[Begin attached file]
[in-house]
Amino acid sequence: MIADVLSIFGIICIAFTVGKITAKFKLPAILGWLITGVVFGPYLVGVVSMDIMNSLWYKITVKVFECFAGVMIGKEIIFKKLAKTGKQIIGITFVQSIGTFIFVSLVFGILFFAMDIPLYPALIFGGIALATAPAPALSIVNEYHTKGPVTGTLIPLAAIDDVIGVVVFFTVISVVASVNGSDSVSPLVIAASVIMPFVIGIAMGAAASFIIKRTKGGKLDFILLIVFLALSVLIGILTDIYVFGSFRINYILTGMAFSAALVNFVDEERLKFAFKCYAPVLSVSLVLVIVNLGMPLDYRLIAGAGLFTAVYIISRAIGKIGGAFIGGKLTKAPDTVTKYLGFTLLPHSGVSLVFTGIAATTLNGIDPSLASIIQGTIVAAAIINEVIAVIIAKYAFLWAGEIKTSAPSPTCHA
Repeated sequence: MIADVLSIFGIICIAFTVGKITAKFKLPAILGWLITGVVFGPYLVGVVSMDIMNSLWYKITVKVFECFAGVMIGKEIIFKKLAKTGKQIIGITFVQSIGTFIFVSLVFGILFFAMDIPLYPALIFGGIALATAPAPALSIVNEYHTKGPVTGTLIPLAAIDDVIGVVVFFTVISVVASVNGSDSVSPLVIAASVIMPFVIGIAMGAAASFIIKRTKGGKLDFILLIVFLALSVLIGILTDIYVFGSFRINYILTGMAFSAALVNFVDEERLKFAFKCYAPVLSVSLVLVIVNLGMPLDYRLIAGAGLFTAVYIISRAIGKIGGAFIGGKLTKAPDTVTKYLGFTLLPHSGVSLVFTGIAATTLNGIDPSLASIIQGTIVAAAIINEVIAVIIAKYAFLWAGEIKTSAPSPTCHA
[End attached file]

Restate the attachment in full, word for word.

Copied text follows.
[in-house]
Amino acid sequence: MIADVLSIFGIICIAFTVGKITAKFKLPAILGWLITGVVFGPYLVGVVSMDIMNSLWYKITVKVFECFAGVMIGKEIIFKKLAKTGKQIIGITFVQSIGTFIFVSLVFGILFFAMDIPLYPALIFGGIALATAPAPALSIVNEYHTKGPVTGTLIPLAAIDDVIGVVVFFTVISVVASVNGSDSVSPLVIAASVIMPFVIGIAMGAAASFIIKRTKGGKLDFILLIVFLALSVLIGILTDIYVFGSFRINYILTGMAFSAALVNFVDEERLKFAFKCYAPVLSVSLVLVIVNLGMPLDYRLIAGAGLFTAVYIISRAIGKIGGAFIGGKLTKAPDTVTKYLGFTLLPHSGVSLVFTGIAATTLNGIDPSLASIIQGTIVAAAIINEVIAVIIAKYAFLWAGEIKTSAPSPTCHA
Repeated sequence: MIADVLSIFGIICIAFTVGKITAKFKLPAILGWLITGVVFGPYLVGVVSMDIMNSLWYKITVKVFECFAGVMIGKEIIFKKLAKTGKQIIGITFVQSIGTFIFVSLVFGILFFAMDIPLYPALIFGGIALATAPAPALSIVNEYHTKGPVTGTLIPLAAIDDVIGVVVFFTVISVVASVNGSDSVSPLVIAASVIMPFVIGIAMGAAASFIIKRTKGGKLDFILLIVFLALSVLIGILTDIYVFGSFRINYILTGMAFSAALVNFVDEERLKFAFKCYAPVLSVSLVLVIVNLGMPLDYRLIAGAGLFTAVYIISRAIGKIGGAFIGGKLTKAPDTVTKYLGFTLLPHSGVSLVFTGIAATTLNGIDPSLASIIQGTIVAAAIINEVIAVIIAKYAFLWAGEIKTSAPSPTCHA